#CSW66: Hope through the Lens of our Faith at UNCSW66
By: The Reverend Marissa S. Rohrbach, Episcopal Church in Connecticut (Province I)
Throughout these last days serving as one of the Presiding Bishop’s Delegates to UNCSW66, I have been mindful of the work before us: to represent the Presiding Bishop, to represent General Convention, to speak for our church. In some ways as a Priest, that’s always a part of my job; to speak love into broken spaces and places in the name of the church, and ultimately in the name of Jesus. It’s been an exquisite privilege to be part of this effort at UNCSW66 and to advocate for the health, happiness, and well being of women and girls in all their diversity.
As I’ve listened to the stories of women and girls, to representatives of member states, to the leaders of NGOs, I’ve been struck both by the incredible hope of these stories and by the great distance we still have to go. What a gift it is to hear stories of success and change from so many different voices, in so many different languages and dialects, representing so many different parts of the world. How beautiful a thing it is to know that there are people advocating all over the world for a better life for women and girls. I give thanks to God for the generations of faithful people who have done this work. And I know and have heard so much this week about the work there is still to be done. Part of that work, I think, is about being willing to name it, and to look at it with the eyes of our faith.
We know that our earth is experiencing a climate emergency, that natural disasters are happening more and more often because of the stress we are creating on our island home. We know that women are disproportionately affected by the damage done to our earth and by these disasters. We know also that women of color and indigenous women bear more of the burden than those of us who are white. We know, too, that all over the world there are women who identify as part of the LGBTQIA+ population who face death and abuse simply because of who God created them to be. And that women and girls all over the world face violence and abuse in ways too numerous to name.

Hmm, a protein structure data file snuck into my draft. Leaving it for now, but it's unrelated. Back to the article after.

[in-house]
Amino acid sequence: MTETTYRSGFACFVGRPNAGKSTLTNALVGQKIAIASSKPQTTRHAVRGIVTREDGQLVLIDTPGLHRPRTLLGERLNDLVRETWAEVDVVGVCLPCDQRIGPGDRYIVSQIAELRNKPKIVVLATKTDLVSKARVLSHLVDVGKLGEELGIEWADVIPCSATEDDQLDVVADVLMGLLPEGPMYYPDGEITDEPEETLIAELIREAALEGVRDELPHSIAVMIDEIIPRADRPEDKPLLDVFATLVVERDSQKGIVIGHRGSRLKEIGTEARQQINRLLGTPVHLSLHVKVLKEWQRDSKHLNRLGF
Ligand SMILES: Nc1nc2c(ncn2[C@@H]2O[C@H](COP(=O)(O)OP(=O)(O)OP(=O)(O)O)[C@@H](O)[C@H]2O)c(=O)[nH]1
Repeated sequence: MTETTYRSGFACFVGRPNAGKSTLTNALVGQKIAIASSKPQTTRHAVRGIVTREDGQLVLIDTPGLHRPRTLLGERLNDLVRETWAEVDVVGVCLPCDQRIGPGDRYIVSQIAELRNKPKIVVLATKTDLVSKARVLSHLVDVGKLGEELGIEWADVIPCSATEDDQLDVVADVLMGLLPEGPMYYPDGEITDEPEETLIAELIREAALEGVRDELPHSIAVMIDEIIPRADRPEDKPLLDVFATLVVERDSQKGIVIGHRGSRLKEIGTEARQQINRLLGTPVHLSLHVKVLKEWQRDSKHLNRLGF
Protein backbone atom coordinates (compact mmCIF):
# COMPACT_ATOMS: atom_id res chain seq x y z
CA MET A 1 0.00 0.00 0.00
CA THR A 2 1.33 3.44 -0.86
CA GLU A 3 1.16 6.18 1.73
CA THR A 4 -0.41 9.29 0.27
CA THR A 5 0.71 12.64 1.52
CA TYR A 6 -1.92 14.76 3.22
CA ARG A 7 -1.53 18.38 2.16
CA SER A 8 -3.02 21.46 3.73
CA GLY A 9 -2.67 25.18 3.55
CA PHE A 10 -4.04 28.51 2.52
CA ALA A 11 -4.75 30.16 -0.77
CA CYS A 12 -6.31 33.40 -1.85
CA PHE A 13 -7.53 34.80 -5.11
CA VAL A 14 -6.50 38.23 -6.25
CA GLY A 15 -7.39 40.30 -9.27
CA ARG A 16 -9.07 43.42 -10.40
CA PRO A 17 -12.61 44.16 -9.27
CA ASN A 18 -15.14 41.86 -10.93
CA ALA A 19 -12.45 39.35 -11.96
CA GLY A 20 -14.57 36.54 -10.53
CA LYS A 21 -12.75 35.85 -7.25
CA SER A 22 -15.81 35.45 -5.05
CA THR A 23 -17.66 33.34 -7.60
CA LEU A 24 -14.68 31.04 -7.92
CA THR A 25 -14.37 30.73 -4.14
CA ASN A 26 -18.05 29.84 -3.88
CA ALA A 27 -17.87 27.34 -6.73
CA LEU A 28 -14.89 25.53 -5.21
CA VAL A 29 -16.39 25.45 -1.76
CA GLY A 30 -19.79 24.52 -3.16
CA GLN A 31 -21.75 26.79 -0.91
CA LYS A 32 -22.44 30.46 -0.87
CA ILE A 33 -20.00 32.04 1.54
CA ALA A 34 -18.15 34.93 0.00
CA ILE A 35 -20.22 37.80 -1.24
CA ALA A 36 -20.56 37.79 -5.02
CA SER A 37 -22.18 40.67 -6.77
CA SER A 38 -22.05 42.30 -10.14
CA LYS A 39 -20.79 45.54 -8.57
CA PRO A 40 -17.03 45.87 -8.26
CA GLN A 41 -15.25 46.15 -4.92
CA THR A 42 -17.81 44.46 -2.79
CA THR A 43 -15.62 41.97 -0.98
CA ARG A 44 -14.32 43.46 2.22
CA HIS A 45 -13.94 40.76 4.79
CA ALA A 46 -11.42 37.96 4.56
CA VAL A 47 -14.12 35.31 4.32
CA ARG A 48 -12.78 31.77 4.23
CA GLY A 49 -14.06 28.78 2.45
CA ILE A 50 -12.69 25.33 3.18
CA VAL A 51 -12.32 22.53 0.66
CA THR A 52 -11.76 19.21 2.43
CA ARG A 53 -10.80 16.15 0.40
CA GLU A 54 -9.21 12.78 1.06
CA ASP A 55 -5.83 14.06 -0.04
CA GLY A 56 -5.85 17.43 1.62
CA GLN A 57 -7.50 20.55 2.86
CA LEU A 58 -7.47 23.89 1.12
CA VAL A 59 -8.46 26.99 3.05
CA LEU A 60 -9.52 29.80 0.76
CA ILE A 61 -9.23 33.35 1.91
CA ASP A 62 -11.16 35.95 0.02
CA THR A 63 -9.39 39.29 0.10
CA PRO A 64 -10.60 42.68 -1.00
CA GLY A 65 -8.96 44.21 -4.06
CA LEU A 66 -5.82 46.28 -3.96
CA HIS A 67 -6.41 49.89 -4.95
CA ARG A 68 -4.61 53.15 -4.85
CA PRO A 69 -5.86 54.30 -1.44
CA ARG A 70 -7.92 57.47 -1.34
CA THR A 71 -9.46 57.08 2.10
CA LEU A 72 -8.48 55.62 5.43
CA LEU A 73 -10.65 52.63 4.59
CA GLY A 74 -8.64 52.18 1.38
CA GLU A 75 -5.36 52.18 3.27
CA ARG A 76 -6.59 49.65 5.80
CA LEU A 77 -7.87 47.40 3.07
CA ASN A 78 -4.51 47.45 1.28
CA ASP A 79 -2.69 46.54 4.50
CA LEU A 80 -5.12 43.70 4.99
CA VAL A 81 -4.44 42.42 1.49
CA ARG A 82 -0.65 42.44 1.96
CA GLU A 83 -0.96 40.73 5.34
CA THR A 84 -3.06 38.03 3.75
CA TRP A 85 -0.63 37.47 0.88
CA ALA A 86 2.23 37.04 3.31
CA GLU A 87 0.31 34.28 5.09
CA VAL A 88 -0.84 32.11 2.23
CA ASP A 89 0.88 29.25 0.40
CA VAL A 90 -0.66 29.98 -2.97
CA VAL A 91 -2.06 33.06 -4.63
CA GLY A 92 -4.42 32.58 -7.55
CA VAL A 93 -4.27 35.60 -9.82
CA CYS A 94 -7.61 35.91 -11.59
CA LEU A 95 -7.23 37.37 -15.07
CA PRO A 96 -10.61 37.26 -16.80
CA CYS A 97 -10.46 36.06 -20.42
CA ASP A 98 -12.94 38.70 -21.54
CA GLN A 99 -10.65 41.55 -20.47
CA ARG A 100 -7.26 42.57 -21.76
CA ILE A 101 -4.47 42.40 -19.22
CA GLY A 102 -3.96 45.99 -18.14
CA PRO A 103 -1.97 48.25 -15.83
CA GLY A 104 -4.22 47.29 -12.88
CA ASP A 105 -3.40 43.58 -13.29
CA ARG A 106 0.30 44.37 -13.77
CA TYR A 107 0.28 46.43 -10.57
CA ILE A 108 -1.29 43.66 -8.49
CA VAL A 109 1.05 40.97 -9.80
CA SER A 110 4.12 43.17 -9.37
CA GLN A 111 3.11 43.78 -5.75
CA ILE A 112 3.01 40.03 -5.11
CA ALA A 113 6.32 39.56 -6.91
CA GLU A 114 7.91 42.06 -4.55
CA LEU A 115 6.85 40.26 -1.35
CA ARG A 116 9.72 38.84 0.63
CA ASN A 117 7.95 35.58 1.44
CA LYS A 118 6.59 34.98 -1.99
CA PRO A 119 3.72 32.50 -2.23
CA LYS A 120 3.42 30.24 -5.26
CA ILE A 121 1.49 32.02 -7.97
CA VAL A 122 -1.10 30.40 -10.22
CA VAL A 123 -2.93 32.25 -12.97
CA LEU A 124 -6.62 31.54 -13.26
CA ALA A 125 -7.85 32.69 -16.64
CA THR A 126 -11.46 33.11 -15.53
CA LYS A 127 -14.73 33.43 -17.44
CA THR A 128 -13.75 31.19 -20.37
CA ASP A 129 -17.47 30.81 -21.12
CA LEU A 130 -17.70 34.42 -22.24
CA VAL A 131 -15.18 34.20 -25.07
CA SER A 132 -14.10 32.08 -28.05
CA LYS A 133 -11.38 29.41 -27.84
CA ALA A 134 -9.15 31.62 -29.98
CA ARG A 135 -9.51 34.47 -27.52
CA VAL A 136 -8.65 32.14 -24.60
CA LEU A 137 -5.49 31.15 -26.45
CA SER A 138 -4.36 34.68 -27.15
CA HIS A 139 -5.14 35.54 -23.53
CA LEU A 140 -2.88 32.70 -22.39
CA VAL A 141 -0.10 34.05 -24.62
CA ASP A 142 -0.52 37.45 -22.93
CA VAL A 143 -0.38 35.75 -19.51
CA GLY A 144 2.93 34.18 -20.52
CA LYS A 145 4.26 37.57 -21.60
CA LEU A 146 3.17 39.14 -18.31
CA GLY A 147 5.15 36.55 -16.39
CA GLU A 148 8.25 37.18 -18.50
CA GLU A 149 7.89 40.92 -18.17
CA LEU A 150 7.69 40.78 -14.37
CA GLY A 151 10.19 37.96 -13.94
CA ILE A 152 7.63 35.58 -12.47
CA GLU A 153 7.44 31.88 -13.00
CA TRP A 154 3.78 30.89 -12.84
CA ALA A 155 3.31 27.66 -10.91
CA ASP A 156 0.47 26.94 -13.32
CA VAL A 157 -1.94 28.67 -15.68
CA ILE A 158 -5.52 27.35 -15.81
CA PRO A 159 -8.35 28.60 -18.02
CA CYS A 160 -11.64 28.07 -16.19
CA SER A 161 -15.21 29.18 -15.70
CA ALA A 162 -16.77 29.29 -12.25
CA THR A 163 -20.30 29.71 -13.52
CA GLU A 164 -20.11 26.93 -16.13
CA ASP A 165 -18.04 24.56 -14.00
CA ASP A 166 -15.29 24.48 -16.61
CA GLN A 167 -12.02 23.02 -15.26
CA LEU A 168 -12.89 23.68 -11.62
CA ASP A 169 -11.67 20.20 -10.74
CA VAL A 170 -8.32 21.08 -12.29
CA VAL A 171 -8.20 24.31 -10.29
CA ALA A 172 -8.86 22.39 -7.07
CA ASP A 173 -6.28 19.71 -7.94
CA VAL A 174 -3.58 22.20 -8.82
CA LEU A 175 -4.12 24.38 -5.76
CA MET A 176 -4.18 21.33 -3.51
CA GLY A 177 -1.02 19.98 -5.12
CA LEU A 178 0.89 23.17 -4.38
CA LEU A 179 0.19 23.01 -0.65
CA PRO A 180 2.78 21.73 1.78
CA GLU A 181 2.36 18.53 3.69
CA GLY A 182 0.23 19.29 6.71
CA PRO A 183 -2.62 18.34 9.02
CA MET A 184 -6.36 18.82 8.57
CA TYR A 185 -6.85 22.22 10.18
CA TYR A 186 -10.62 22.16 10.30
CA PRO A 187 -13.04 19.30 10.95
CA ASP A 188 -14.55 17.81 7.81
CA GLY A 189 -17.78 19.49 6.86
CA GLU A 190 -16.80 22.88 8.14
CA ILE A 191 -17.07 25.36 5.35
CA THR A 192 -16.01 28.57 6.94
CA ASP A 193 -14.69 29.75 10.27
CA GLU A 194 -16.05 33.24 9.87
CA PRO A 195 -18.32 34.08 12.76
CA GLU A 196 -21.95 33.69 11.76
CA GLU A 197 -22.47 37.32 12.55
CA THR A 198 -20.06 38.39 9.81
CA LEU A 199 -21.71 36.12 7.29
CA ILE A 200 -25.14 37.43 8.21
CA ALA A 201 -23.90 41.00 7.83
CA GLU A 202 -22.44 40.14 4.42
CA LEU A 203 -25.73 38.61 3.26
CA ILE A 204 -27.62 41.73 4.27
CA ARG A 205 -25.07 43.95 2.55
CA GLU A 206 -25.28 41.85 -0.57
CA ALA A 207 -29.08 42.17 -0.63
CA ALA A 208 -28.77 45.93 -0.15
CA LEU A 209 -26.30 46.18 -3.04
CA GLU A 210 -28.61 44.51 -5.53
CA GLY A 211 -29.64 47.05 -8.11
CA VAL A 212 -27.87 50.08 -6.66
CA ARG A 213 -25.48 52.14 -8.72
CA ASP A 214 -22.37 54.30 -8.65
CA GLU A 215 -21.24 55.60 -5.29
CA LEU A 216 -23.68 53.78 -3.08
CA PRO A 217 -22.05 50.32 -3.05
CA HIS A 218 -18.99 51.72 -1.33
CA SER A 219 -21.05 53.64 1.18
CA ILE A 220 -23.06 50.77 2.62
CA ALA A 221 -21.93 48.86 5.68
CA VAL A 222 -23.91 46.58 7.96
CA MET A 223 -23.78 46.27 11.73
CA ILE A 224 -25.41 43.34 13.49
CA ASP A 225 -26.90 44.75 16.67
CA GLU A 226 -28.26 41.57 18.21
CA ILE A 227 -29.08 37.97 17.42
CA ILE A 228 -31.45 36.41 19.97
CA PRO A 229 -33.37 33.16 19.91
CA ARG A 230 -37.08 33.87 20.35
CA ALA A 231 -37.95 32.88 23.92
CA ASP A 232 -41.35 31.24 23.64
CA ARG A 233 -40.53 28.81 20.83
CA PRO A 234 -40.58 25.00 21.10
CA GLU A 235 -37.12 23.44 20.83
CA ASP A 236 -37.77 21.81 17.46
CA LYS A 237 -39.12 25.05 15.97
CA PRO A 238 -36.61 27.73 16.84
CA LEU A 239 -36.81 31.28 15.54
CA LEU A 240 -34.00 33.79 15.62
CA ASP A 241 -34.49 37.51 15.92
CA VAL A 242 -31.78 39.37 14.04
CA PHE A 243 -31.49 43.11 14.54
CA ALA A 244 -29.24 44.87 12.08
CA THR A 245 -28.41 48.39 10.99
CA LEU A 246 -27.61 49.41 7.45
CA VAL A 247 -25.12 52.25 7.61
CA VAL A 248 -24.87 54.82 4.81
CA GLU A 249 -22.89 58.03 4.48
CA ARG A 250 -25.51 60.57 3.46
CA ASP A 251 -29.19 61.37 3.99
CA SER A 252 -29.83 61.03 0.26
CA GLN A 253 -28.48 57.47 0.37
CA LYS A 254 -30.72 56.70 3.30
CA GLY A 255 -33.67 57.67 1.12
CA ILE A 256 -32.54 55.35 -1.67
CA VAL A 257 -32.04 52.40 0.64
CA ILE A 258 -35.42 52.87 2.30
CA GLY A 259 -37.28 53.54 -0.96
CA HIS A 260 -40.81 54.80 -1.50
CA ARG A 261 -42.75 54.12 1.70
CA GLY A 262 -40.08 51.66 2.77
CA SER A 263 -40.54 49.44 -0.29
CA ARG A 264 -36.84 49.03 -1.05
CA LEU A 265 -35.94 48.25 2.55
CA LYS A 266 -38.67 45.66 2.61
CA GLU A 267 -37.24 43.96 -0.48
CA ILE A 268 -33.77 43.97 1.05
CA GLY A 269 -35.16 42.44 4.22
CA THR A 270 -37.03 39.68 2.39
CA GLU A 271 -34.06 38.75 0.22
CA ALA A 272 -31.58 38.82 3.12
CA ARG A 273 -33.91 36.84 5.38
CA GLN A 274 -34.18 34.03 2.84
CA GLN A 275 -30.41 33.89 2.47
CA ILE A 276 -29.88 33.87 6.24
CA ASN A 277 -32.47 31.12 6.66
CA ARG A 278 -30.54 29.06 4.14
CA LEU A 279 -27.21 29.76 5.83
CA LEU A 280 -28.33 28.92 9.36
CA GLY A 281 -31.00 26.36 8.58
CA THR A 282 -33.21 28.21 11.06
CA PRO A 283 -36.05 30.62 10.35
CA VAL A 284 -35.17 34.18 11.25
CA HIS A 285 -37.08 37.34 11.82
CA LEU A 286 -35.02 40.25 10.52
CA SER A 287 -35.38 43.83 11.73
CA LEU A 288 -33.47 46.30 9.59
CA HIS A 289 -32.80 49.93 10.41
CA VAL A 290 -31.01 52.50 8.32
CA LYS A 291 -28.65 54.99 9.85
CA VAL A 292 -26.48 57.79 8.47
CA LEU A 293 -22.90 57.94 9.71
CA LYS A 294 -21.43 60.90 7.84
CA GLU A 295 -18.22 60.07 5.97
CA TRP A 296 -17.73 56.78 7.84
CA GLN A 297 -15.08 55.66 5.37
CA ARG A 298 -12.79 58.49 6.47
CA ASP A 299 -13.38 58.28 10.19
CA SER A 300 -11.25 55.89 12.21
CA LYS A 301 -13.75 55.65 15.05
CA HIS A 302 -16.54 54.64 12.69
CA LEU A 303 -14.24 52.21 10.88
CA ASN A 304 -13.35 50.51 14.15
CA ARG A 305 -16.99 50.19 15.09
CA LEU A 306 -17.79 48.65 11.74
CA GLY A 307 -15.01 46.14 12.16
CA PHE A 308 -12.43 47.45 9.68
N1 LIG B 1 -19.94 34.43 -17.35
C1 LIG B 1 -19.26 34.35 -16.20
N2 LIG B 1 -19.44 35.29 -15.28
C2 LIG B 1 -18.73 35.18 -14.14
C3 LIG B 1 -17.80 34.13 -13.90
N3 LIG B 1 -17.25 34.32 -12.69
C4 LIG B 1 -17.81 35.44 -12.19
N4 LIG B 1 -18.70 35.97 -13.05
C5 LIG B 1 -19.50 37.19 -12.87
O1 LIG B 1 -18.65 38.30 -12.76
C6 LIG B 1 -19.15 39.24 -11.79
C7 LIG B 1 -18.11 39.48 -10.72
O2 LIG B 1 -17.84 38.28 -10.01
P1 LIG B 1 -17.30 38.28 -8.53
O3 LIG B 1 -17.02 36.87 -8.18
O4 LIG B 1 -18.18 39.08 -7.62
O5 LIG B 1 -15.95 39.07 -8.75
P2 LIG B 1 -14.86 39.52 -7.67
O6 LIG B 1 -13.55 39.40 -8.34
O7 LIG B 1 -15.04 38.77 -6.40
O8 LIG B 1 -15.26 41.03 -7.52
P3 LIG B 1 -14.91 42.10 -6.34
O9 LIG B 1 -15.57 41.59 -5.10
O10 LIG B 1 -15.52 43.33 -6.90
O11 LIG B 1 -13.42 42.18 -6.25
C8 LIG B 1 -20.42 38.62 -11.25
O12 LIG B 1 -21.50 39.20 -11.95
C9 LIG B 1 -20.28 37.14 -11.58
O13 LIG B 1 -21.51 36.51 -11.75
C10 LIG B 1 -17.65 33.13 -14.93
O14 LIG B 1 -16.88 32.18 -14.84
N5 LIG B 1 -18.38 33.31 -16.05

As so many in civil society look at these problems and try to work through them, our lens as Episcopalians is unique. We can bring into the room that deep certainty that God created all people to be beloved, and that we are called to help build a world where each person is treated that way. This is why it’s such a powerful thing for our church to have a voice in these spaces, to be a part of these conversations. We bring Jesus into the room with us, so we can speak with authority on behalf of the Presiding Bishop and this church. We know that we serve a God who wants every little girl to chase after her wildest, fiercest dreams. For me, that’s what these two weeks have been about. Our presence in the room, our voice at that table, on behalf of the church is a reminder of God’s dream.
A reminder that, with God’s help, we can build a world where every woman and girl has the chance to discover God’s dream for them. I’m so grateful for the chance to have been even a small part of this work, to have learned from so many people in these last days, and to have served on behalf of our church.
About the author: The Reverend Marissa S. Rohrbach, Episcopal Church in Connecticut (Province I) serves as Rector of St. Matthew’s Episcopal Church in Wilton, Connecticut. She has served the Church in a variety of ways, including as the Chair of the Commission on Ministry and as a consultant. She is currently serving on the Bishop Transition Committee for the Episcopal Church in Connecticut. She is honored to serve as one of the Presiding Bishop’s Delegates to CSW66, to advocate for all women and girls and the fierce, wild dreams that God has for them. Marissa lives in Wilton with her wife and daughter. She loves Jesus, French literature, and to feed people good food. Marissa+ serves as a delegate on the Presiding Bishop’s UNCSW 66 delegation.
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